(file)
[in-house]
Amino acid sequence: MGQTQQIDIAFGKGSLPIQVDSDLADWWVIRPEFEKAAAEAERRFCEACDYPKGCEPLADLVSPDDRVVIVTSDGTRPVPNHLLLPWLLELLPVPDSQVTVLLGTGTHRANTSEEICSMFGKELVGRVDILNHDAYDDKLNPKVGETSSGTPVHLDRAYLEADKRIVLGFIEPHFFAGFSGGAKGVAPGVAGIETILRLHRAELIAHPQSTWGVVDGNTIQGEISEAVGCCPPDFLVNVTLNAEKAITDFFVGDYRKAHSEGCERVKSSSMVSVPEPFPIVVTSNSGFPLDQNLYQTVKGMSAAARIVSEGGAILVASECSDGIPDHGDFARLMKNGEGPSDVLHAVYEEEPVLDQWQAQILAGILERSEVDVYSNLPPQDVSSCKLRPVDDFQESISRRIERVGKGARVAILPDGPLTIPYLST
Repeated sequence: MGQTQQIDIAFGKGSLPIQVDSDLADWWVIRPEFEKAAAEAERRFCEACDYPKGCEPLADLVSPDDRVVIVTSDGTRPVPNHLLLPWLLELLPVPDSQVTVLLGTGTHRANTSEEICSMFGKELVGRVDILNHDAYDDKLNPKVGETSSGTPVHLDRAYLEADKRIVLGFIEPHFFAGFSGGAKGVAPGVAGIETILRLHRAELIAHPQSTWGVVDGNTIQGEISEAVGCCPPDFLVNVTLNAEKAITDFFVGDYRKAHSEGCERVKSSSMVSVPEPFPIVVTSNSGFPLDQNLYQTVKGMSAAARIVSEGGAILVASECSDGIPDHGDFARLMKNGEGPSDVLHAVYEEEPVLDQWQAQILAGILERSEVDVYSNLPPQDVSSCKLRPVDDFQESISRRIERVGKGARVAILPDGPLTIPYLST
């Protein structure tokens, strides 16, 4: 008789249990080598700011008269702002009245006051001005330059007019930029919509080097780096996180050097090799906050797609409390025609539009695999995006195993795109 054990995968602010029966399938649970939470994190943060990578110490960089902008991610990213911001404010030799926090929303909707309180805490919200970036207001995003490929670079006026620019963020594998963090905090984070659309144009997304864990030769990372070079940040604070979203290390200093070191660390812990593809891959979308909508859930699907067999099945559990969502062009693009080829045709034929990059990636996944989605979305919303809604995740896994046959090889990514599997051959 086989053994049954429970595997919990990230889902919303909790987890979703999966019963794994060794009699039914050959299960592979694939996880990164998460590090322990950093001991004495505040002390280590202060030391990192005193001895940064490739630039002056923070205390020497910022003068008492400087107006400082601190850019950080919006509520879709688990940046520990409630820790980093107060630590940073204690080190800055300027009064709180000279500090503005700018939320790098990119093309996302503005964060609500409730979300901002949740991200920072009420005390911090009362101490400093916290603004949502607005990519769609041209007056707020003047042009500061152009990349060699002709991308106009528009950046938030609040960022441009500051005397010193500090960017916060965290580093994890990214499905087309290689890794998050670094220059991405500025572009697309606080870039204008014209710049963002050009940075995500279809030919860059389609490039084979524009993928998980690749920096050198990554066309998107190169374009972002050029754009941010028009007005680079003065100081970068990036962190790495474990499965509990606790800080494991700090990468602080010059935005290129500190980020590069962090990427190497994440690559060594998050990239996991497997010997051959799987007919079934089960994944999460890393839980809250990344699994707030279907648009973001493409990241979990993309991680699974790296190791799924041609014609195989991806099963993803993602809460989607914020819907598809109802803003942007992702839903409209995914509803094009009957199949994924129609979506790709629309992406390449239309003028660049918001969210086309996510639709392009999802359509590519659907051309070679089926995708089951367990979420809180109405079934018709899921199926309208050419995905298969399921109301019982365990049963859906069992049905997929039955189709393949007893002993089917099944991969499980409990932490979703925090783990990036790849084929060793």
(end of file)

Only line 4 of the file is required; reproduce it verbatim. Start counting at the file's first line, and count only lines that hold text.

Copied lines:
């Protein structure tokens, strides 16, 4: 008789249990080598700011008269702002009245006051001005330059007019930029919509080097780096996180050097090799906050797609409390025609539009695999995006195993795109 054990995968602010029966399938649970939470994190943060990578110490960089902008991610990213911001404010030799926090929303909707309180805490919200970036207001995003490929670079006026620019963020594998963090905090984070659309144009997304864990030769990372070079940040604070979203290390200093070191660390812990593809891959979308909508859930699907067999099945559990969502062009693009080829045709034929990059990636996944989605979305919303809604995740896994046959090889990514599997051959 086989053994049954429970595997919990990230889902919303909790987890979703999966019963794994060794009699039914050959299960592979694939996880990164998460590090322990950093001991004495505040002390280590202060030391990192005193001895940064490739630039002056923070205390020497910022003068008492400087107006400082601190850019950080919006509520879709688990940046520990409630820790980093107060630590940073204690080190800055300027009064709180000279500090503005700018939320790098990119093309996302503005964060609500409730979300901002949740991200920072009420005390911090009362101490400093916290603004949502607005990519769609041209007056707020003047042009500061152009990349060699002709991308106009528009950046938030609040960022441009500051005397010193500090960017916060965290580093994890990214499905087309290689890794998050670094220059991405500025572009697309606080870039204008014209710049963002050009940075995500279809030919860059389609490039084979524009993928998980690749920096050198990554066309998107190169374009972002050029754009941010028009007005680079003065100081970068990036962190790495474990499965509990606790800080494991700090990468602080010059935005290129500190980020590069962090990427190497994440690559060594998050990239996991497997010997051959799987007919079934089960994944999460890393839980809250990344699994707030279907648009973001493409990241979990993309991680699974790296190791799924041609014609195989991806099963993803993602809460989607914020819907598809109802803003942007992702839903409209995914509803094009009957199949994924129609979506790709629309992406390449239309003028660049918001969210086309996510639709392009999802359509590519659907051309070679089926995708089951367990979420809180109405079934018709899921199926309208050419995905298969399921109301019982365990049963859906069992049905997929039955189709393949007893002993089917099944991969499980409990932490979703925090783990990036790849084929060793």